By Ari Hoffman
Like a bubble in water, whose structure is created by the water’s seemingly infinite contact points around it, your technical content will be seen, heard, and experienced in myriad ways that will shape its structure. With augmented and virtual reality, we’ve just started exploring the possibilities of these shapes and touchpoints.
Priming the Mind
Imagine that you wake up in the middle of the night, the room nearly absent of all light as your eyes strain to adjust. Too tired to search for a switch, you stand up and begin the treacherous journey to your bathroom. Every single sense on high alert for obstacles, direction, balance, and efficiency.
Hands and arms extended feeling for something that isn’t there, feet sliding in micro-strides anticipating the hard edge of your dresser, eyes desperately trying to dilate and focus to pick up even the slightest silhouette of familiar objects.
Your hearing is tuned to expert level, your touch is as sensitive as a fresh sunburn, and your optic nerves are working at full force to adapt. Though your brain is only half awake, your senses are working on overdrive, and you’re focused on navigation with minimal pain.
Transport this notion to how field-service agents, Salesforce users, and DIY homebodies will experience your words in the depths of “Contentual Reality,” where context meets content (at midnight).
Building a Bridge to Augment Experience
Hands sweep down toward your head; goggles slide over your eyes; lights, sound, and distance converge. Instantly, you’ve departed into a full-blown sensory experience.
Arriving deep into the structure, on a subterranean floor of a government construction site, a year and a half before ground breaking, you find yourself walking past unfinished walls, shoring, tiebacks, and curing concrete.
You’re an electrical engineer looking for the clash detection that your CAD software exposed (where the systems in your design don’t mesh properly). You need to re-route your conduit to avoid the support beams and ductwork in the lower, highly-secure floors, which are currently suspended over the same space.
Immersion into the virtual space helps you to make sure that your choices are not only aesthetically appealing, but also driven by efficiency and realistic implementation.
To gauge the situation appropriately, the environment is perfectly set to the time and place where the actual construction workers would find themselves while building your designs. In your virtual reality, yellow arrows blink and cycle as they guide you toward the area of detection. The room is dimly lit, full of echoes, and full of debris. You eventually find the clash, the parts glowing in a soft red hue, with neon yellow icons orbiting the area to signify the hidden text beneath each widget that describes the predicted cost of the change order, time delays, and product specifications.
With two hands, you reach up and grab the piping, pulling it down and around the duct, push it back up, and thread it through a two-inch space between the support beam and the corrugated steel floor of the level above.
Instantly, screws, cables, and different veneers start to fly into place and rearrange with each minor adjustment as you attempt different approaches.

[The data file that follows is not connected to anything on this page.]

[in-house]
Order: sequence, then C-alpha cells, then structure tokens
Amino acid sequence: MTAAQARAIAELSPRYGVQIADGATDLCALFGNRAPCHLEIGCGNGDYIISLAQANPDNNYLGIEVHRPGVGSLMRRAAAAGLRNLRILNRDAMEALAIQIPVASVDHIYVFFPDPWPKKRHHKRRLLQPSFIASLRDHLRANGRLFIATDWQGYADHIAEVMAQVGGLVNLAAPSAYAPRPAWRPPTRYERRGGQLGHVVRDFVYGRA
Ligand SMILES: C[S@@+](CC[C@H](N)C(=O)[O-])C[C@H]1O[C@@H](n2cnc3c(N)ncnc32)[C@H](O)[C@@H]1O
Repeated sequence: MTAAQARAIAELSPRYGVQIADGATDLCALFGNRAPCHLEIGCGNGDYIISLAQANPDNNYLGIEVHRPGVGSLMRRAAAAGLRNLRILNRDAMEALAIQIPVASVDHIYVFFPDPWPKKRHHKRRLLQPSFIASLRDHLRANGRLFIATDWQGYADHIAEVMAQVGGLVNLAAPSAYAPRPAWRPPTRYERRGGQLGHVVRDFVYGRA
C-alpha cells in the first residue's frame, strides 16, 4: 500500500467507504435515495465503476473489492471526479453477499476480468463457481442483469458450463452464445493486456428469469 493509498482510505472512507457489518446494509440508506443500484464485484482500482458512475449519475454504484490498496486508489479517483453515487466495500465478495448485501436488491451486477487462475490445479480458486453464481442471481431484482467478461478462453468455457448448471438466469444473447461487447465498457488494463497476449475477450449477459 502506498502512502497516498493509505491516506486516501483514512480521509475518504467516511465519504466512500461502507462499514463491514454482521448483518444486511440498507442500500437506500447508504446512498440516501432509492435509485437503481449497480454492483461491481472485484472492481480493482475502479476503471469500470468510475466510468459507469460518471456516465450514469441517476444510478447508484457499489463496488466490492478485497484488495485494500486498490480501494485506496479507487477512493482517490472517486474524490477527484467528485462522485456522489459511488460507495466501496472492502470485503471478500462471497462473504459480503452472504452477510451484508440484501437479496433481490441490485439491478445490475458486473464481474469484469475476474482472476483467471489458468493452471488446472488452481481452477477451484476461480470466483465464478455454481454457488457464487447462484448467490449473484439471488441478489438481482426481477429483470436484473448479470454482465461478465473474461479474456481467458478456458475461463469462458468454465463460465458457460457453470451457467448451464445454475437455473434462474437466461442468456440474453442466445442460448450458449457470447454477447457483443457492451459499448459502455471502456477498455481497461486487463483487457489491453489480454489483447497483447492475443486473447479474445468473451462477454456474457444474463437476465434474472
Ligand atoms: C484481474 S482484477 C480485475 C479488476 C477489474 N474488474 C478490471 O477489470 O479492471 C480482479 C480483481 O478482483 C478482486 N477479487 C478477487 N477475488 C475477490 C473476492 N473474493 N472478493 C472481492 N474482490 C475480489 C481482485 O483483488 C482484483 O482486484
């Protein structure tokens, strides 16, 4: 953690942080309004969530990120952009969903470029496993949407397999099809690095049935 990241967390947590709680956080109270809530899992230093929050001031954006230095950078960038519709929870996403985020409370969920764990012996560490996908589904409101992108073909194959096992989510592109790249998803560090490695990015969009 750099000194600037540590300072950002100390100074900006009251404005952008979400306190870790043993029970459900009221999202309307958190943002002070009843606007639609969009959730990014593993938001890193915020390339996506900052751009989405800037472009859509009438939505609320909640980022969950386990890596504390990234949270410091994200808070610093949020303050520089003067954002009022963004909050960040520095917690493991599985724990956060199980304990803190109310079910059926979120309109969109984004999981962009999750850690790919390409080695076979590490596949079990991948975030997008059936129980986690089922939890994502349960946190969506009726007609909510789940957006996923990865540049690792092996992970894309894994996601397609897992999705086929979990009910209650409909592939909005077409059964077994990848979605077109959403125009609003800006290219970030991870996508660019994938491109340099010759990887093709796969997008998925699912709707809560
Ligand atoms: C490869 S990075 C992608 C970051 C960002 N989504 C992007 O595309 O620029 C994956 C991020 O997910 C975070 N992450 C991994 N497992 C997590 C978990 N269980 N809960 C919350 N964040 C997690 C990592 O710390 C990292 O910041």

To the sides of your hands, dynamic graphs pop up to display specification details, pricing sheets, lead times, and levels of execution probability. Spoken words start to relay concerns, recommendations, and fatal warnings. The voice is all around you, as the rest of your environment loses detail, and just the specific task has refined to absolute clarity.
The voice starts to question your thought process to better guide its recommendations. It asks if you would like to talk to Tim in accounting, because your latest attempt exceeds your budget overage. Simultaneously it displays a virtual holograph of Tim, rotating with all of Tim’s credentials.
Just as it starts to dial Tim, you push the 3D audio icon located at the bottom right of your view corridor. The virtual assistant pauses, giving you time to think, to assess, to stop looking at the virtual clock counting down, with dollar signs signaling when your own time in the virtual space will become too expensive.
The idea blossoms, so you re-engage your assistant and flip the interrogation process back to the job at hand to confirm your brilliant new idea.
Success! Crisis averted, time and dollars saved, and the risk calculation shows that your project will qualify for a larger umbrella policy through your insurance provider. Later in the project, you will use augmented reality, projected with special glasses, to inspect the actual construction and ensure that the team built the design to your specifications.
In fact, your virtual assistant just reminded you that it’s your anniversary in two days, and your husband has been begging to go on a banana boat ride with you since November. The babysitter’s calendar syncs, approves the dates, the Netflix account switches to PG-13 only, and the best airfare tickets available are purchased and confirmed.
Ok, that scenario might be a little more than 10 years out, but it might not. Today, we know that you aren’t going to read a 259-page PDF about your washing machine, or ask Siri to read it aloud to you from beginning to end, just to find out how to untangle the jammed sock at the bottom of the agitator.